Is it possible that the dodo bird has been unfairly affiliated with stupidity all this time? New research released by the American Museum of Natural History says signs point to “yes.”
The scientists discovered that the dodo had an enlarged olfactory bulb — the part of the brain responsible for smelling — an uncharacteristic trait for birds, which usually concentrate their brainpower into eyesight.
The dodo (Raphus cucullatus) was a large, flightless bird that lived on the island of Mauritius in the Indian Ocean. They were last seen in 1662.
“When the island was discovered in the late 1500s, the dodos living there had no fear of humans and they were herded onto boats and used as fresh meat for sailors,” said Eugenia Gold, the lead author of the paper, a research associate and recent graduate of the American Museum of Natural History’s Richard Gilder Graduate School. “Because of that behavior and invasive species that were introduced to the island, they disappeared in less than 100 years after humans arrived. Today, they are almost exclusively known for becoming extinct, and I think that’s why we’ve given them this reputation of being dumb.”
Even though the birds have become an example of oddity, obsolescence, stupidity and extinction, and have been featured in popular stories ranging from Alice in Wonderland to Ice Age, most aspects of the dodo’s biology are still unknown. This is partly because dodo specimens are extremely rare, having disappeared during the nascent stage of natural history collections.
To examine the brain of the dodo, Gold tracked down a well-preserved skull from the collections of the Natural History Museum, London, and imaged it there with high-resolution computed tomography (CT) scanning. In the American Museum of Natural History’s Microscopy and Imaging Facility, she also CT-scanned the skulls of seven species of pigeons — ranging from the common pigeon found on city streets, Columba livia, to more exotic varieties. Out of these scans, Gold built virtual brain endocasts to determine the overall brain size as well as the size of various structures. Gold’s colleagues at the Natural History Museum of Denmark and National Museum of Scotland sent her the endocast for the dodo’s closest relative, the extinct island-dwelling bird Rodrigues solitaire (Pezophaps solitaria).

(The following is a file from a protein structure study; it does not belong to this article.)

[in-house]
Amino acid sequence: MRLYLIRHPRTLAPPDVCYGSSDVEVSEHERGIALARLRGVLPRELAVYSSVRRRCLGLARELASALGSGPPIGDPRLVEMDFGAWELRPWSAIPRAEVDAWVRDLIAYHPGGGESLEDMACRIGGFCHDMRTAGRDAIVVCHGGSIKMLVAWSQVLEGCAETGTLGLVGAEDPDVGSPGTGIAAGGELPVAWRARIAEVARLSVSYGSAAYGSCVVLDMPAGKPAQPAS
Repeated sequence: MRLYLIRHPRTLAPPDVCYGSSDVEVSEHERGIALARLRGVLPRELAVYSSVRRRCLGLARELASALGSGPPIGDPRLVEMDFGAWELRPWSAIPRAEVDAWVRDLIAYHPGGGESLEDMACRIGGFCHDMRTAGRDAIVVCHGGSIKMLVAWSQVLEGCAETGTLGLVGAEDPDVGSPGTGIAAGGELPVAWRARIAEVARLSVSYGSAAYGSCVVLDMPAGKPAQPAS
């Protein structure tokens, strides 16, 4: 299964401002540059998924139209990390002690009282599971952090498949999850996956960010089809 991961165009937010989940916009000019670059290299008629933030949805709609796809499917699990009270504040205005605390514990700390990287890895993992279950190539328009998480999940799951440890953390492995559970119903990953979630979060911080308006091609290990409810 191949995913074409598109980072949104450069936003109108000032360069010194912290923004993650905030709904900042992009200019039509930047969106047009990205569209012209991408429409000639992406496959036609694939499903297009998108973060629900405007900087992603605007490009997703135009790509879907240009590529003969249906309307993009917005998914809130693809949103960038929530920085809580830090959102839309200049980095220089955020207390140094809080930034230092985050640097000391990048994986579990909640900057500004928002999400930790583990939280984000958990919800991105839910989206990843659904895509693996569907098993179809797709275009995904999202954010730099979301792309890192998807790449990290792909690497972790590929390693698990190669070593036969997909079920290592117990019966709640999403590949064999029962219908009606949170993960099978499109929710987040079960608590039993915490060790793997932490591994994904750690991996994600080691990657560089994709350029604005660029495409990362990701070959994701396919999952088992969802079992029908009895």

When comparing the size of the birds’ brains to their body sizes, Gold and collaborators found that the dodo was “right on the line.”
“It’s not impressively large or impressively small — it’s exactly the size you would predict it to be for its body size,” said Gold. “So if you take brain size as a proxy for intelligence, dodos probably had a similar intelligence level to pigeons. Of course, there’s more to intelligence than just overall brain size, but this gives us a basic measure.”
The study also revealed that both the dodo and the Rodrigues solitaire, which recently was driven to extinction by human activity, had large and differentiated olfactory bulbs. In general, birds depend much more on sight rather than smell to navigate through their world, and as a result, they tend to have larger optic lobes than olfactory bulbs. The authors suggest that, because dodos and solitaires were ground-dwellers, they relied on smell to find food, which might have included fruit, small land vertebrates, and marine animals like shellfish.
“It is really amazing what new technologies can bring to old museum specimens,” said co-author Mark Norell, Macaulay Curator of Paleontology and Chair of the Division of Paleontology at the American Museum of Natural History. “This really underscores the need for the maintenance and growth of natural history collections, because who knows what’s next.”
The researchers also discovered an unusual curvature of the dodo’s semicircular canal — the balance organs located in the ear. But as of yet, there’s not a good hypothesis for this atypical feature.